Autonomous compost turner designed to take over a smelly job

Autonomous compost turner desi...
The battery-powered vehicle could enter production in 2021
The battery-powered vehicle could enter production in 2021
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The battery-powered vehicle could enter production in 2021
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The battery-powered vehicle could enter production in 2021

If you've ever turned over a compost heap, then you'll know what a stinky, dirty job it is. Now, imagine doing it for hours at a time, on a much larger scale. That's what Austrian scientists have envisioned, designing an autonomous compost turner as a result.

Throughout the world, many municipalities and agricultural businesses compost their organic waste in large yards. In order to keep that waste mixed and rotting evenly, tractor-drawn machinery is typically used to turn it over on a regular basis. The drivers of those slow-moving tractors are continuously subjected not only to unpleasant odors, but also to heat and gases given off by the decaying matter.

Seeking an alternative, a team at the Graz University of Technology is developing a self-driving vehicle to do the job.

Measuring 4 meters wide by 2.5 meters long (13.1 by 8.2 ft), the battery-electric caterpillar-tracked device is guided by a combination of GPS, stereo camera data, accelerometers, sensors on the wheels within its treads, and a 3D model of the composting yard. These not only allow it to track its location within the yard, but they also keep it centered as it travels back and forth along the parallel rows of compost – most yards already arrange their compost in such rows, for easier handling.

A toothed roller, not unlike the cylindrical beater brush on a vacuum cleaner, does the actual compost-turning.

The technology is currently being commercialized by Austrian company Pusch & Schinnerl, which partnered with the university on the development process. Known as the eWender, the vehicle could enter production sometime next year.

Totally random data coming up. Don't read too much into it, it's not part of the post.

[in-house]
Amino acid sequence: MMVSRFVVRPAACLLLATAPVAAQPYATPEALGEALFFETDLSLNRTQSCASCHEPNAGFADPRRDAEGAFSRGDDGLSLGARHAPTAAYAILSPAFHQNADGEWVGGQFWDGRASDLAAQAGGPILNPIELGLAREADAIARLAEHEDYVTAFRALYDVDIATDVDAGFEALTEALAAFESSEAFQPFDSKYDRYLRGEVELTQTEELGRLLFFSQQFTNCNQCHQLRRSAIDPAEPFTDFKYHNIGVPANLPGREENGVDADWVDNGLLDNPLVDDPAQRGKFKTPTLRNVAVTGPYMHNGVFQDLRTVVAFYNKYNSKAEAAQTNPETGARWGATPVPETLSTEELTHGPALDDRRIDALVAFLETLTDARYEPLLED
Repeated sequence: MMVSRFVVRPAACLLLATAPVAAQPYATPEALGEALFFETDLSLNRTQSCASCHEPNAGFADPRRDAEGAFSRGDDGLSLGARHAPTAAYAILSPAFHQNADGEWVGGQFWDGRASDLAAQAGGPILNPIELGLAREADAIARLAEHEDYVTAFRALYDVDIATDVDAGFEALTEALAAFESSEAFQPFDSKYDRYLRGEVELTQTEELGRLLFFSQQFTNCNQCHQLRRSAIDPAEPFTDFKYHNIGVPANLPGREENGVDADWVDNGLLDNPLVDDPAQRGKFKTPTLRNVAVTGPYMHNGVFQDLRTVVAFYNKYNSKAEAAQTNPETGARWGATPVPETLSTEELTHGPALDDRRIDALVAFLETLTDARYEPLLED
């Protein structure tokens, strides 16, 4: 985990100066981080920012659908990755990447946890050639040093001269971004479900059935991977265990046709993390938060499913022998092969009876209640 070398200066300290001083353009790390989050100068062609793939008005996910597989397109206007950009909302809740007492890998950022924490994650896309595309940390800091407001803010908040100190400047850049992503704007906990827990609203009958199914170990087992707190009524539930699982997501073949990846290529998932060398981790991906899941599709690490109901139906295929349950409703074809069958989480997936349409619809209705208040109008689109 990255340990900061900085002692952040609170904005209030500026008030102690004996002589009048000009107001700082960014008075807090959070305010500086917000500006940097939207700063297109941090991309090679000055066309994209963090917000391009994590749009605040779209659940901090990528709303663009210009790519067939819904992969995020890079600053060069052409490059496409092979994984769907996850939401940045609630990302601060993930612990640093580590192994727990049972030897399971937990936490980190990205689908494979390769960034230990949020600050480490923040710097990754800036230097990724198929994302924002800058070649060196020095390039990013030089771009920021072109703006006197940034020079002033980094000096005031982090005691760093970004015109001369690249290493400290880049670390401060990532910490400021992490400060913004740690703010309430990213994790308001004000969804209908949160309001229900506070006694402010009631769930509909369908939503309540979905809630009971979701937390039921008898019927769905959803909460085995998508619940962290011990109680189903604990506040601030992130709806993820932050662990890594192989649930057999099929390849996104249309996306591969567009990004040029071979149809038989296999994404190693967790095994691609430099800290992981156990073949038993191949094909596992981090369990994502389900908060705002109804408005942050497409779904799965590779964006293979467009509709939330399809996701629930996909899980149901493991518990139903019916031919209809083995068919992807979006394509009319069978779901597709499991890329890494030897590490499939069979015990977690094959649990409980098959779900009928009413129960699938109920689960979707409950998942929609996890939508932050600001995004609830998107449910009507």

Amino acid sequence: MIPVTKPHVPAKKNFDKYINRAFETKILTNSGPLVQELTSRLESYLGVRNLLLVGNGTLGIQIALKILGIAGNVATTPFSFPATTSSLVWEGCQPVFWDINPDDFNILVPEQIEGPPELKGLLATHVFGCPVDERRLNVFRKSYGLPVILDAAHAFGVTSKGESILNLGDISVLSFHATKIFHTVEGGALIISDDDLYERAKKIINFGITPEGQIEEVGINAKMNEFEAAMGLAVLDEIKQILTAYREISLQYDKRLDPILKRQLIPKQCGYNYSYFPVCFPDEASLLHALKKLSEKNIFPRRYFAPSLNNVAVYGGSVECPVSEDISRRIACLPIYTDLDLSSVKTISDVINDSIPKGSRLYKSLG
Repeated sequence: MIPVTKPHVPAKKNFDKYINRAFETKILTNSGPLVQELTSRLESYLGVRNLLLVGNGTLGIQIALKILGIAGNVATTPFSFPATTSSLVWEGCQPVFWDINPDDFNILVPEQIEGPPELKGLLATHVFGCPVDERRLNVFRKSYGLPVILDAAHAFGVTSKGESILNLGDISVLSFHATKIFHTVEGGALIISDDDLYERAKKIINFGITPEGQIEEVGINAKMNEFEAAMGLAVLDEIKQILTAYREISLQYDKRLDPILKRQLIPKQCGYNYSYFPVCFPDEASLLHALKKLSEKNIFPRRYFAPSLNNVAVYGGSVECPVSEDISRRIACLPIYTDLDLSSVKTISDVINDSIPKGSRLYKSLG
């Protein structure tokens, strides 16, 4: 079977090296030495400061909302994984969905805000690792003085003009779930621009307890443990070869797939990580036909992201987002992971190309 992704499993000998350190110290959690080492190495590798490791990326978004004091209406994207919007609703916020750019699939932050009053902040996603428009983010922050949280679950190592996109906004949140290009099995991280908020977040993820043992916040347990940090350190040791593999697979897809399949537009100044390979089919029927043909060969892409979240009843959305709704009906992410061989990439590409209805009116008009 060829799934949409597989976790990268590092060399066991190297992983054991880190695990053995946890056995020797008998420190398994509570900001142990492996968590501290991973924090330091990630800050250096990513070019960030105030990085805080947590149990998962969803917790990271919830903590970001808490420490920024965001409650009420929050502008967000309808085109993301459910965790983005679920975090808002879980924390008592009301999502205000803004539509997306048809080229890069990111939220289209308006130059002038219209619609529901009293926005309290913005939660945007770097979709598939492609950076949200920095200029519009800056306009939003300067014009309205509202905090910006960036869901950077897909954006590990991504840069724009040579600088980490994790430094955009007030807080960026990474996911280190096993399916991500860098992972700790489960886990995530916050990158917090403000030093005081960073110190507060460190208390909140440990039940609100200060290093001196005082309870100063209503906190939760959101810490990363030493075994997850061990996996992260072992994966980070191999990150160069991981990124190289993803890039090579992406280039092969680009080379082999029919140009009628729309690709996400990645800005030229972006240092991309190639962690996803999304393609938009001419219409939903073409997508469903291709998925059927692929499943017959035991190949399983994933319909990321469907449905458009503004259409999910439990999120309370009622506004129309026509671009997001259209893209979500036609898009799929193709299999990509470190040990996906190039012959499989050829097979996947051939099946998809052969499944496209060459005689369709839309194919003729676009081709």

It can be seen in action, in the video below.

Source: TU Graz

eWender: Erste 100% Akku-Elektrische Kompostwendemaschine WELTWEIT

2 comments
JeremyH
"If you've ever turned over a compost heap, then you'll know what a stinky, dirty job it is. "
I have. It isn't.
It can be hard work. The benefits of this innovation are surely for dealing with industrial scale compost (dealing with green waste) rather than to avoid something icky.

[Compost isn't the same as manure, at least in the UK.]
PassingBy2
Hey. If your compost is smelly, then you're not building it properly. A well built and layered compost-heap-in-the-open should, after building, cook.

It needs to be covered (old tarps or carpets do it), and air able to be drawn in at the bottom (I use an old bit of pipe) and have a vent-hole open at the top. An oven temp probe in the top vent will show about 60° after one day of building, and 72°C has been seen. You could cook a slow-food roast in one! At all stages the composting material smells ok, and the end product is beautiful dark brown crumbly rich soil, good enough to eat, almost. You can compare it to the bouquet of a very good red.

If your lot smells, you should be putting your material into a sealed container, and letting it convert minus oxygen - that's what smells. That process makes hydrogen sulphide and methane. In a sealed container after a year it’ll reduce to an intensely rich brown smell-less liquid, which when diluted make an remarkable fertiliser.

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